It didn’t take long for Jake Daniels to be honored when he recently opted to come out openly as the UK’s first active professional footballer.
Daniels has been welcomed all over the world, and on the Swedish side, he is now welcomed by the RFSL (National Gay, Bisexual, Transgender and Queeras and Intersex People’s League).
Every time someone tells who they are, the world becomes a slightly better place. We applaud Jake Daniels and hope many more follow. Hopefully, it will pave the way for those who leave the sport at a younger age due to fear, for example, of homophobia, still continue to play, says Tarifa Shkeli, president of the RFSL.
“Sports clubs are beginning to show themselves”
Tarifa Shkeli also describes how the Swedish sports world works with inclusion for all people.
We know that the sports movement has an ongoing work to invoke heterogeneous forms in activities and to make everyone, including LGBT people, feel welcome in sports. How it is done varies depending on the sports federation it is around. The Swedish Sports Confederation also offers a variety of education and methods that the federations can use in their work. RFSL also offers training, says Shackley and adds:
Many sports federations are beginning to appear, for example, at local pride ceremonies to clearly indicate that sport is for everyone. Case in point Luleå Hockey, who walked out early and took a stand. During SHL Prideweek 2022, RFSL in association with SHL conducted trainings for all 14 SHL clubs, and this is something we are pleased to do in more sports. We have also collaborated with, among others, the Swedish Football Association, the Swedish Ski Federation, the Swedish Volleyball Federation and the Gymnastics Federation.
“Good leaders are needed at all levels.”
Tarifa Chakli also believes that development with regard to integration into sports is progressing, and that many federations have taken important steps in this regard.
– LGBTQI people have of course always been into sports. That more and more people are daring to open up about their LGBTQI identity is a good sign. Many federations have taken important steps in raising awareness and changing the environment in the world of sport so that everyone can develop to their full potential. At the same time, we know that LGBT people remain vulnerable. So it takes good leaders at all levels who can set the tone and make sure that the courses, the locker rooms and the matches really welcome everyone. Sports is a wonderful thing that everyone should be able to participate in.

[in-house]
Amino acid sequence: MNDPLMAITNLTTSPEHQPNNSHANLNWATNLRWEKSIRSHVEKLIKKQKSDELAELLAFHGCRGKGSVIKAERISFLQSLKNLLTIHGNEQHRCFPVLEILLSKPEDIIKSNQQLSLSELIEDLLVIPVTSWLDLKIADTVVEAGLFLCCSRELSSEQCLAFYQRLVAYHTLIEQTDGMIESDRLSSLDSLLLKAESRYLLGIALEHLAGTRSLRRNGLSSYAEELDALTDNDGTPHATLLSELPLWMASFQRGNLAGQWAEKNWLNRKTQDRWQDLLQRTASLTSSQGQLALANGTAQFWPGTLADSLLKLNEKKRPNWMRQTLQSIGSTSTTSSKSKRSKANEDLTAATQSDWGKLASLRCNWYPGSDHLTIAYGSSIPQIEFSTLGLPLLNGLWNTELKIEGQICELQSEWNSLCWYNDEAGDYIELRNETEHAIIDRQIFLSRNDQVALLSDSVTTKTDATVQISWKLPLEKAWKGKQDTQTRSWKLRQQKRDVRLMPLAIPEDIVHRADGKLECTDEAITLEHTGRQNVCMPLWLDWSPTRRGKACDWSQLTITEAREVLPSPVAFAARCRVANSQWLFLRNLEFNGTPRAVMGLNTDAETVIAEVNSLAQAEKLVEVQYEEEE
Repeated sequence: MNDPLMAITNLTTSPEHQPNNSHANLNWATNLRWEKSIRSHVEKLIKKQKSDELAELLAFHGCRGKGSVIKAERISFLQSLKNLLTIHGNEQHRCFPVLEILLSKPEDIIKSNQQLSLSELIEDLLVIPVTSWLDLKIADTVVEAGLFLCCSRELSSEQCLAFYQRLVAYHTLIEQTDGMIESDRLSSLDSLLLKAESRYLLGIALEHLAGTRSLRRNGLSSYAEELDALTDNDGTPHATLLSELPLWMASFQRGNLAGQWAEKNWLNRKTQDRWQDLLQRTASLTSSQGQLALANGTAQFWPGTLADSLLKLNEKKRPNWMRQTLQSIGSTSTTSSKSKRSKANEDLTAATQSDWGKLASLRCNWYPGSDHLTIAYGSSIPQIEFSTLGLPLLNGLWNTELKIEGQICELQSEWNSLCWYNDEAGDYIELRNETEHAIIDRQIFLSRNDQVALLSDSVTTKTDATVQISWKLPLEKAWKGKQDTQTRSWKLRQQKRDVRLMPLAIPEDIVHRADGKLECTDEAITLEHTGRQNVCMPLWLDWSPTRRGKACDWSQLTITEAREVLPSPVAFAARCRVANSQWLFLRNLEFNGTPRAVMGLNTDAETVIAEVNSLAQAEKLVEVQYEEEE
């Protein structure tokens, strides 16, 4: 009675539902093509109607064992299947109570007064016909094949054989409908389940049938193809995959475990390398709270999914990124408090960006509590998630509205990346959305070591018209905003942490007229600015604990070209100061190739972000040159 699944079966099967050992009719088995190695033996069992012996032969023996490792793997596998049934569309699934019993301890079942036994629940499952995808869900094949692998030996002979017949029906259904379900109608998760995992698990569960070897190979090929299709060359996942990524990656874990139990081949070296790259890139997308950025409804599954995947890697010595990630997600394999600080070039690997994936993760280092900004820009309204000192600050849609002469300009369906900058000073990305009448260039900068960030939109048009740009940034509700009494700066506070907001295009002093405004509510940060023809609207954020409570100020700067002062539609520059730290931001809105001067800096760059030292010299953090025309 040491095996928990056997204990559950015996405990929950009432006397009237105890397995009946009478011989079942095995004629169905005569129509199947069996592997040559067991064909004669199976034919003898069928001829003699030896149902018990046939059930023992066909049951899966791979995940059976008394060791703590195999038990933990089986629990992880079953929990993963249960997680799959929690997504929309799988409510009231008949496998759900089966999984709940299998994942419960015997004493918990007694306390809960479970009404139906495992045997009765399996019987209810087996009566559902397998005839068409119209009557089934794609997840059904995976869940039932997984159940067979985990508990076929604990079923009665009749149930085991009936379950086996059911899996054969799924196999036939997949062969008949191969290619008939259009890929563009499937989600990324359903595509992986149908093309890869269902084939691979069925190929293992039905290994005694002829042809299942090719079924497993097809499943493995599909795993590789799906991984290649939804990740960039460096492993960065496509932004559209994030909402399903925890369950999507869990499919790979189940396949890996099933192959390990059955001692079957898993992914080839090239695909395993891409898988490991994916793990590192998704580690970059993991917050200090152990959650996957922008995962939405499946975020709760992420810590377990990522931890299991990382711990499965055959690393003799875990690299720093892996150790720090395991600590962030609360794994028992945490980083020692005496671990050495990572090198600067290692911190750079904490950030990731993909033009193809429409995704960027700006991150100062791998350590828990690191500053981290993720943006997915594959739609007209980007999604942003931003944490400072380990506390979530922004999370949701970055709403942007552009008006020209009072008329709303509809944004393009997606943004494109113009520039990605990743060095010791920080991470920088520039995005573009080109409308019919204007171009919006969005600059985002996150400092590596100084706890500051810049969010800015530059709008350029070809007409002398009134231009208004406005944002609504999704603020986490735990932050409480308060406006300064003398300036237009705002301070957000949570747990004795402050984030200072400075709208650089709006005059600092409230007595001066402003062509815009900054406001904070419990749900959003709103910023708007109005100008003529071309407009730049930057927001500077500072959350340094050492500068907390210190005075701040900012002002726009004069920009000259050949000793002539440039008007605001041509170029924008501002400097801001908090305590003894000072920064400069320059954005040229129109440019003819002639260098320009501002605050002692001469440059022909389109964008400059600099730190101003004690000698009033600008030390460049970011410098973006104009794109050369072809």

Wants to contribute more knowledge and skills
From the Swedish Sports Federation’s side, Sofia Karlsson, who works among others with issues related to inclusion in sport, explains how they deal with these types of issues.
We, the Swedish Sports Confederation, for example, arrange training for each of the federations and counties in terms of standards and inclusion to support the knowledge part and ensure that there is competence and that it is presented to our member federations. It can be about reviewing our work and thinking about the standards we have.
– Then we financially supported fifteen different syndicates that are conducting a survey for inclusion related to all the grounds of discrimination. There we provided an opportunity to get a clearer picture. Then we have a project with the RFSL called “Sports for All Bodies”, so we try to keep going. The experiences and knowledge that came from there. It can be even better by supporting more with knowledge and competence, and we are developing that now. Sofia Carlsson says, among other things, we invite all unions and counties to Stockholm Pride in August in order to take part in the issues.
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